Boeing Just Can’t Get the Upper Hand Against Airbus. Why That’s No Problem.

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Competition between Boeing and Airbus has long been fierce, and will remain so. Scott Barbour/Getty Images

Airbus started the second half of the year with a nice win, taking potential business away from Boeing . Both stocks, however, are up because the battle for market share in the single-aisle portion of the commercial aerospace market is nothing new.

The fight for share will continue far into the future. And an order for A320-family jets isn’t something Boeing (ticker: BA) investors really need to worry about.

Friday, A irbus (AIR. France) announced orders for 292 A320-family aircraft with China Eastern Airlines (CEA), China Southern Airlines (ZNH,) and Shenzhen Airlines.

All three airlines already fly A320-family jets. They also all fly Boeing 737-model jets. Boeing planes account for about 45% of the single-aisle jets those carriers are now using.

That lines up, very roughly, with the two aircraft makers’ shares of the single-aisle market. Boeing has about 4,100 unfilled orders for 737 jets, while Airbus has roughly 5,800 for A320 and A321 planes. That gives Airbus roughly 58% of orders, although both companies keep track of orders a little differently.

Boeing has had some single-aisle success lately too, succeeding in flipping an Airbus customer back in May. British Airways parent International Consolidated Airlines Group (IAG. London) ordered 50 Boeing 737 MAX jets, with options for a further 100 aircraft. Currently, IAG flies only Airbus jets in the single-aisle market where Boeing and Airbus compete.

Airbus stock rose 3% in overseas trading Friday. Boeing stock, however, made headway too, rising about 1.5% in late trading Friday. The S&P 500 and Dow Jones Industrial Average were both up about 0.7%.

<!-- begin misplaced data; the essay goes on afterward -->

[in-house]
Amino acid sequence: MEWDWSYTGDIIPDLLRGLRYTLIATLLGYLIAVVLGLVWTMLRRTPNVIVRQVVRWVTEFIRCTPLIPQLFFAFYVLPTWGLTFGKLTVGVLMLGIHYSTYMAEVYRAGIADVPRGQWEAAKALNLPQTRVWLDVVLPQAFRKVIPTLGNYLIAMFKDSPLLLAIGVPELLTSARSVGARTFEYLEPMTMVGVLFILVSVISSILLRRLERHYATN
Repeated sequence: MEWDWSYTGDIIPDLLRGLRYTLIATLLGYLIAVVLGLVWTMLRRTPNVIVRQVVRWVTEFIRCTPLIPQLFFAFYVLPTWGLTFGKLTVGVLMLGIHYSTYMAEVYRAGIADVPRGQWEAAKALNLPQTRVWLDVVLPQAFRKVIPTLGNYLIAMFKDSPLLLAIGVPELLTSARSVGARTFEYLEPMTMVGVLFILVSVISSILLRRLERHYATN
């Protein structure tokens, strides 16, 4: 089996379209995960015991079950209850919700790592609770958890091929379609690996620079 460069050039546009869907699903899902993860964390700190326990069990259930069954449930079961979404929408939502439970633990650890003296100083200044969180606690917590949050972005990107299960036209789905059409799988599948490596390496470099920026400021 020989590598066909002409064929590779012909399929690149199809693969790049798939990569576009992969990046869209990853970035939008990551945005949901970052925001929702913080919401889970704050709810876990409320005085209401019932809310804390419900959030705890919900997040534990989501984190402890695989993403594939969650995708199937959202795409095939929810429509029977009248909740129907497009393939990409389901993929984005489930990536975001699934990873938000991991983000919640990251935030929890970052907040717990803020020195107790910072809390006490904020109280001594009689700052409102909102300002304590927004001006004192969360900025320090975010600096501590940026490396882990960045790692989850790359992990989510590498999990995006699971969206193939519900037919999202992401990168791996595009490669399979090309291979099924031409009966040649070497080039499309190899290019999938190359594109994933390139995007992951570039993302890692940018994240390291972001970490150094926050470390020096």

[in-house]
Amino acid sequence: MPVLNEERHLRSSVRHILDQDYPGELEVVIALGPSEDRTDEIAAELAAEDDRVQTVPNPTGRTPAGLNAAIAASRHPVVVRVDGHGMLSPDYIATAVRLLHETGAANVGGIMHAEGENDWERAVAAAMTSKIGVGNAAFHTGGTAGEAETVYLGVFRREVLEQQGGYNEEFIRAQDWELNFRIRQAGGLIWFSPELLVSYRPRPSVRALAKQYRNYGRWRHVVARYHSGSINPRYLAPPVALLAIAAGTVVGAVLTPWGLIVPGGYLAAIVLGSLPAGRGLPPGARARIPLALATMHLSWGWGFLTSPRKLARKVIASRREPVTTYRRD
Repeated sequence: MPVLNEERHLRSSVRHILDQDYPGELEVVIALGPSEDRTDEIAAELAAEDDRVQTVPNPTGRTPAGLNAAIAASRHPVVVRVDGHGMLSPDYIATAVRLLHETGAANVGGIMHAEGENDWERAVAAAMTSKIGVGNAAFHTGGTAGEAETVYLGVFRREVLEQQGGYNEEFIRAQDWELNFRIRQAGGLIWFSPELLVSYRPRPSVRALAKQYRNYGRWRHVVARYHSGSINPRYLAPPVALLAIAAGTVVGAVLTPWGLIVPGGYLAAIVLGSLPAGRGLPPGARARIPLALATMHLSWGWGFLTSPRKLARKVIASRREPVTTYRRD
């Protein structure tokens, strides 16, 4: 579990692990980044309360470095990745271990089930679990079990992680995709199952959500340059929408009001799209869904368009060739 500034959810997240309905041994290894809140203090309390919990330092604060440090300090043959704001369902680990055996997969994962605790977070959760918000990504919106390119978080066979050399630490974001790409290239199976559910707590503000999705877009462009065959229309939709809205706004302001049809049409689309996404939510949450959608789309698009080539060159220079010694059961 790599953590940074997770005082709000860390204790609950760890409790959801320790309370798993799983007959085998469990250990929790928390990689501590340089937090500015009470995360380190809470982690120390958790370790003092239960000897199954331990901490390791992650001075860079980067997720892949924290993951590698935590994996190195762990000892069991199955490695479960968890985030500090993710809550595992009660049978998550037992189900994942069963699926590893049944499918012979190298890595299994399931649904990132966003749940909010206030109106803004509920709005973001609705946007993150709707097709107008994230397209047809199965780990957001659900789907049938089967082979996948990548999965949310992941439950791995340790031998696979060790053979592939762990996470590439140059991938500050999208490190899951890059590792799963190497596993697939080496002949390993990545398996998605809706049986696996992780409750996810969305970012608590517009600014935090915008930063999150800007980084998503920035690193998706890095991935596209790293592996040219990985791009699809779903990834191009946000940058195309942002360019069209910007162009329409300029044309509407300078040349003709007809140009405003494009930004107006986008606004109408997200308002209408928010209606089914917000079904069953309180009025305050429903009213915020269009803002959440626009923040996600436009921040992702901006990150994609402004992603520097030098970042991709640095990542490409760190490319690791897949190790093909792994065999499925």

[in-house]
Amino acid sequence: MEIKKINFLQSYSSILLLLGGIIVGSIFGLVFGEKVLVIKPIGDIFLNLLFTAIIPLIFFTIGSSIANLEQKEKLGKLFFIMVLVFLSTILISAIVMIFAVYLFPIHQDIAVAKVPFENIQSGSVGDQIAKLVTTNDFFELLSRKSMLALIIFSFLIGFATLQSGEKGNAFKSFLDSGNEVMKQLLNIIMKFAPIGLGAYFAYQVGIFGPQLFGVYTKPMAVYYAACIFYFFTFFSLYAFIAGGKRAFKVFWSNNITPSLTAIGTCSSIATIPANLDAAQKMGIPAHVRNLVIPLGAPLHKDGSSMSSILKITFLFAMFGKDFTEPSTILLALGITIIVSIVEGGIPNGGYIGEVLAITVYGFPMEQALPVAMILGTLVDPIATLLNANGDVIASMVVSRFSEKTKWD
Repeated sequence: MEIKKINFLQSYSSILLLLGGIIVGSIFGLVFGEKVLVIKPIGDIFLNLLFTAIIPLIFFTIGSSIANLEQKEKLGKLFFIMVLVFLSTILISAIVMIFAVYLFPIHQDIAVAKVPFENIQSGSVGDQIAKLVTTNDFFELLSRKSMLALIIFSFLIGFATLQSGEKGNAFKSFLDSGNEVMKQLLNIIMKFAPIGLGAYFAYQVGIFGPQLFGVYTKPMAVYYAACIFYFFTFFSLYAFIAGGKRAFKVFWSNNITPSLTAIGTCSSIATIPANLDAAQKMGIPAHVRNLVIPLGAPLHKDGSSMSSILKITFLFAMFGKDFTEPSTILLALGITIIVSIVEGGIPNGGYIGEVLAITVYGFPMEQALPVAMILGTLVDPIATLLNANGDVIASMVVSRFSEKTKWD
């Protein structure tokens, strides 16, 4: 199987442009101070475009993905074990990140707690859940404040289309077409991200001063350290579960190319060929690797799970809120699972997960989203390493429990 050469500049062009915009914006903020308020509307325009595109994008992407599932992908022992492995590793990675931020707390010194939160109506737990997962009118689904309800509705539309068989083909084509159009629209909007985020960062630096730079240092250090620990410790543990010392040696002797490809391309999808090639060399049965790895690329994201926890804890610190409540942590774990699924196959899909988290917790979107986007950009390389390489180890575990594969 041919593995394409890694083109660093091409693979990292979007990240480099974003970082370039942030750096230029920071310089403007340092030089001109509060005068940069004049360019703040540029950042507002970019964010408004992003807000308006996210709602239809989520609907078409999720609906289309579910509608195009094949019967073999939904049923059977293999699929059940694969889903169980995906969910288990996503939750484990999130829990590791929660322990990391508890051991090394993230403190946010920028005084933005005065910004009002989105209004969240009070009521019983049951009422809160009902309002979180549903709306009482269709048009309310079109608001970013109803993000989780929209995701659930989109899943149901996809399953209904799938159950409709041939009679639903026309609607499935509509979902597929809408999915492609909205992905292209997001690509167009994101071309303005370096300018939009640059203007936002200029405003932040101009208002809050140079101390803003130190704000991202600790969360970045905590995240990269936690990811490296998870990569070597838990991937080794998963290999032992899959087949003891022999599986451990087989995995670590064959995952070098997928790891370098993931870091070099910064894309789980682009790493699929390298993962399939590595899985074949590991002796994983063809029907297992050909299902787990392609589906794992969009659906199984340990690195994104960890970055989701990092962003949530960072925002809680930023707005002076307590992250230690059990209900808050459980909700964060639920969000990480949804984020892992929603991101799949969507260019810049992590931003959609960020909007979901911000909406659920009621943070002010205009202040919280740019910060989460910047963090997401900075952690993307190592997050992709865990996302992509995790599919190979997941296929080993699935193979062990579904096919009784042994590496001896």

The trading action goes to show the Airbus win isn’t really bad news for Boeing. And that is very good for Boeing investors. They don’t want any more bad news.

Boeing investors had a terrible first half of the year: Shares dropped 32%, falling significantly both times the company reported earnings. The stock lost 4.8% in January after Boeing’s fourth-quarter 2021 results fell short of Wall Street’s expectations. They fell 7.5% in late April after the company, again, reported a much wider loss than expected for the first quarter of 2022.

Airbus stock didn’t have a great first half of the year either, falling about 18%.

The bottom line is that the commercial aerospace industry still is facing Covid related headwinds. And the recovery in airline traffic simply didn’t materialize as fast as investors expected, Bank of America analyst Andrew Obin tells Barron’s.

China’s second-quarter battle with Covid-19 certainly played a role in the delayed recovery. Areas including Shanghai were locked down for weeks as officials battled infections.

Yet Wall Street still holds out hope for Boeing stock. More than 80% of analysts covering the company rate shares Buy, while the average Buy-rating ratio for stocks in the S&P 500 is about 58%.

The average analyst price target is about $216 a share, up about 55% from current levels.

For Boeing stock to hit those heights, it won’t have to take market share from Airbus. Boeing just needs to put its own house in order and do things like start delivering the 787 jet again. Deliveries have been on hold as Boeing works through manufacturing quality problems with the Federal Aviation Administration.

Write to Al Root at allen.root@dowjones.com

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